Gary Direnfeld, MSW, RSW
Remember in the Wizard of Oz, when Dorothy began her stroll down the Yellow
Brick Road? Eventually she came upon a fork in the road. There she stood, unable
to determine which way to go until the voice of the Scarecrow came from behind.
With arms folded one over the other and fingers pointing out in opposite directions,
he said, “some folks go that way (pointing in one direction), and others
go that way (pointing in the other direction).”
Sitting between parents in a high conflict situation with regard to custody
and access issues is like watching the scarecrow. However, with separated parents
they are both pointing at each other, each blaming the other for initiating
and maintaining their conflict. In many instances, both have contributed to
their mutual conflict and hence both feel justified at incriminating the other.
Regardless of who started it, in many instances it is clear, they both maintain
it. As a concept this is known as circular causality.
The issue of determining who started the conflict takes on significant meaning
for separated parents. They hold a belief that by determining who started it
and affixing blame, the alternate parent will not only be vindicated, but that
their position with respect to a solution of the actual custody/access dilemma
will take precedence. To this end, parents in high conflict entrench themselves
in their position, behaviors that actually contribute to the very conflict from
which they seek relief.
The mediator, assessor or parenting coordinator appointed to relieve the conflict,
normalize relations and facilitate the children’s development between
separated parents obtains a history of the situation. The purpose is not to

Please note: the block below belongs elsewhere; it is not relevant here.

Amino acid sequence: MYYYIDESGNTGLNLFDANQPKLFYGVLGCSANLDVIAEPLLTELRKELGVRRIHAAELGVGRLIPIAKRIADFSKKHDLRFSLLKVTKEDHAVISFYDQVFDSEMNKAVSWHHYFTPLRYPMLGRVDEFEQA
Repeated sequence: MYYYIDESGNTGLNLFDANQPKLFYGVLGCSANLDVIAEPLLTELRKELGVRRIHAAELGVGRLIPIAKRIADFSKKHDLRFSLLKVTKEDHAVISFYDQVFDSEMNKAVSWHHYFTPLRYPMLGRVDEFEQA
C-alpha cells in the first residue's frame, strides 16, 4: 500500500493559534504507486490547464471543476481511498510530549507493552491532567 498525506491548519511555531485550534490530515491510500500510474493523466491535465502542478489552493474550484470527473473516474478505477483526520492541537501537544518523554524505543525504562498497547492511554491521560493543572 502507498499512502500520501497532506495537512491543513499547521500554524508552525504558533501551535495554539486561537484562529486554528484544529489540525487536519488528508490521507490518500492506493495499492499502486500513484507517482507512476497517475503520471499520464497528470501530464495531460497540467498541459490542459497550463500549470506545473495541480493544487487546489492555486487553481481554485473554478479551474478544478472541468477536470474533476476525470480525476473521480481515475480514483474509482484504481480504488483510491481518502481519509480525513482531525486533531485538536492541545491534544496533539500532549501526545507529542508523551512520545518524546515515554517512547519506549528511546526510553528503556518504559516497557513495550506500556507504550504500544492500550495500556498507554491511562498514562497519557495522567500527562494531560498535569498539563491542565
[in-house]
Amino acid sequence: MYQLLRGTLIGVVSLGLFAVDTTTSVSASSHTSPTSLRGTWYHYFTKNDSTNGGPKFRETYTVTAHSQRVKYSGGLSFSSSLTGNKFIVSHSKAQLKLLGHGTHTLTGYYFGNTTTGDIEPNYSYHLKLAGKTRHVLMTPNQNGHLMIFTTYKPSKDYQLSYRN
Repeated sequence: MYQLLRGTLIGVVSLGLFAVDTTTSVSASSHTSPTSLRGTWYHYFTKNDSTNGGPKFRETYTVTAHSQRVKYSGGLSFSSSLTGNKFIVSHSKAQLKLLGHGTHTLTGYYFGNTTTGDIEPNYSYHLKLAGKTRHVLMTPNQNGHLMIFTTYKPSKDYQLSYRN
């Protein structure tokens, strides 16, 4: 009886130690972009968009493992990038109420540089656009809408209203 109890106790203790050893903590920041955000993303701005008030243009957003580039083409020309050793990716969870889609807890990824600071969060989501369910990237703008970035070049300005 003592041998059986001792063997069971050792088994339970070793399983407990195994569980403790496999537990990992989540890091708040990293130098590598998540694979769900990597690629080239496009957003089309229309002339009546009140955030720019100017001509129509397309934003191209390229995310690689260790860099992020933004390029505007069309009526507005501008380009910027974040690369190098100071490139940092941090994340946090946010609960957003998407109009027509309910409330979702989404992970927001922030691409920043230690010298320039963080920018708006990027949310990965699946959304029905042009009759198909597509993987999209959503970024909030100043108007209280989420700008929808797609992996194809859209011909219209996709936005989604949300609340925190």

determine and ascribe blame, but to understand the dynamics and behavioral specifics
of the conflict that continue to keep it alive. The goal of intervention, be
it mediation, assessment, court order or parenting coordinator is to interrupt
the sequences of behaviors leading to circular causality, in favor of creating
new behavioral sequences that promote healthy relationships and the child’s
reasonable psycho-social development.
This is a challenge. Parents in high conflict are reluctant to let go their
position, present with a strong need to be vindicated and often do lose sight
of the long-term needs of their children. In many cases, this situation is exacerbated
by lawyers who are more apt to fight their client’s cause versus facilitate
agreement even in the face of differences of opinion.
Children who fair better with regard to psycho-social well-being, have at least
one parent who is able to forgo a determination of “who was right and
who was wrong”, in favor of developing agreements to act reasonably and
structure custody and access arrangements that facilitate all pertinent relationships.
Where parents are seemingly unable or unwilling to cease their role in the
battle, they are advised to attend with a Parenting Coordinator, a parenting
expert empowered to act as arbitrator. One thing is certain, separated parents
continuing to behave in their usual manner will likely continue to live in conflict
and hence rear children who in turn will experience distress, However, if parents
agree to heed the direction of the Parenting Coordinator and let go the need
to determine who was right and who was wrong, have the opportunity to escape
the trap of circular causality and move forward to healthy and constructive
Given the history of conflict, the parents will likely begin with no faith
or hope. However, faith and hope are not prerequisites for success; only commitment
to following through as directed. Faith and hope can develop over time, the
result of behavioral action.